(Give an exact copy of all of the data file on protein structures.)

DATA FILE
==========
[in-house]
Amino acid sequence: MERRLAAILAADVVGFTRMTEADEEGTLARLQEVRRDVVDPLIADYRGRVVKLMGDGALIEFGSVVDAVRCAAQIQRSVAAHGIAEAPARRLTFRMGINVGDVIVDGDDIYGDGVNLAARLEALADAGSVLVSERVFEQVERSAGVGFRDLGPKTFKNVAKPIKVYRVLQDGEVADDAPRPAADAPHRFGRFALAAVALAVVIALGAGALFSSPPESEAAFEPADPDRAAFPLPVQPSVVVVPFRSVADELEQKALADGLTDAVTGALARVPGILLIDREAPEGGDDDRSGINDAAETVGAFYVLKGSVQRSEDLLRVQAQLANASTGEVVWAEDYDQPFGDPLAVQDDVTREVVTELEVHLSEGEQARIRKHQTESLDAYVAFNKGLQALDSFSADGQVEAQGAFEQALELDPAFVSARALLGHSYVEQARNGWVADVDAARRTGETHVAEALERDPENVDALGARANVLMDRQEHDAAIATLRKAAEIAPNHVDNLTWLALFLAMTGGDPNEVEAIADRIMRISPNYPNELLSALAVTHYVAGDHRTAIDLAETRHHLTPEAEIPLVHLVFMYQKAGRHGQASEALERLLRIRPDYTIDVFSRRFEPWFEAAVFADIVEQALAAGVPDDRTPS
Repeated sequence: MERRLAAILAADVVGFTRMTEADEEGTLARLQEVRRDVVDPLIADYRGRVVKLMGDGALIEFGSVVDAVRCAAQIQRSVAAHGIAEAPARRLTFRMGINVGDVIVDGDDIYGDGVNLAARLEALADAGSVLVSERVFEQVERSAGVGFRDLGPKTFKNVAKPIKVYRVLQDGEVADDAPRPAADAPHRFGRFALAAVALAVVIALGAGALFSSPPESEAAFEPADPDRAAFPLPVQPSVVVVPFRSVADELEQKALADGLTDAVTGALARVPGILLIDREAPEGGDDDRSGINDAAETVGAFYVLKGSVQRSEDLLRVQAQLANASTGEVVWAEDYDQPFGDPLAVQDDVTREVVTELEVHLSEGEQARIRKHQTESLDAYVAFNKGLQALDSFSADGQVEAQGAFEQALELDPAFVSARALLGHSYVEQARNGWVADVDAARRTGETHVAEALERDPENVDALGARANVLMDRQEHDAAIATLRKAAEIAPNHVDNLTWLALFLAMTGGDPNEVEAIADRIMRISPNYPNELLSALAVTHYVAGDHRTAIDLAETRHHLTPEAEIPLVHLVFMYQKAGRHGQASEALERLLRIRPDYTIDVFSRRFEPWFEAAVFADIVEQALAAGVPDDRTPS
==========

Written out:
[in-house]
Amino acid sequence: MERRLAAILAADVVGFTRMTEADEEGTLARLQEVRRDVVDPLIADYRGRVVKLMGDGALIEFGSVVDAVRCAAQIQRSVAAHGIAEAPARRLTFRMGINVGDVIVDGDDIYGDGVNLAARLEALADAGSVLVSERVFEQVERSAGVGFRDLGPKTFKNVAKPIKVYRVLQDGEVADDAPRPAADAPHRFGRFALAAVALAVVIALGAGALFSSPPESEAAFEPADPDRAAFPLPVQPSVVVVPFRSVADELEQKALADGLTDAVTGALARVPGILLIDREAPEGGDDDRSGINDAAETVGAFYVLKGSVQRSEDLLRVQAQLANASTGEVVWAEDYDQPFGDPLAVQDDVTREVVTELEVHLSEGEQARIRKHQTESLDAYVAFNKGLQALDSFSADGQVEAQGAFEQALELDPAFVSARALLGHSYVEQARNGWVADVDAARRTGETHVAEALERDPENVDALGARANVLMDRQEHDAAIATLRKAAEIAPNHVDNLTWLALFLAMTGGDPNEVEAIADRIMRISPNYPNELLSALAVTHYVAGDHRTAIDLAETRHHLTPEAEIPLVHLVFMYQKAGRHGQASEALERLLRIRPDYTIDVFSRRFEPWFEAAVFADIVEQALAAGVPDDRTPS
Repeated sequence: MERRLAAILAADVVGFTRMTEADEEGTLARLQEVRRDVVDPLIADYRGRVVKLMGDGALIEFGSVVDAVRCAAQIQRSVAAHGIAEAPARRLTFRMGINVGDVIVDGDDIYGDGVNLAARLEALADAGSVLVSERVFEQVERSAGVGFRDLGPKTFKNVAKPIKVYRVLQDGEVADDAPRPAADAPHRFGRFALAAVALAVVIALGAGALFSSPPESEAAFEPADPDRAAFPLPVQPSVVVVPFRSVADELEQKALADGLTDAVTGALARVPGILLIDREAPEGGDDDRSGINDAAETVGAFYVLKGSVQRSEDLLRVQAQLANASTGEVVWAEDYDQPFGDPLAVQDDVTREVVTELEVHLSEGEQARIRKHQTESLDAYVAFNKGLQALDSFSADGQVEAQGAFEQALELDPAFVSARALLGHSYVEQARNGWVADVDAARRTGETHVAEALERDPENVDALGARANVLMDRQEHDAAIATLRKAAEIAPNHVDNLTWLALFLAMTGGDPNEVEAIADRIMRISPNYPNELLSALAVTHYVAGDHRTAIDLAETRHHLTPEAEIPLVHLVFMYQKAGRHGQASEALERLLRIRPDYTIDVFSRRFEPWFEAAVFADIVEQALAAGVPDDRTPS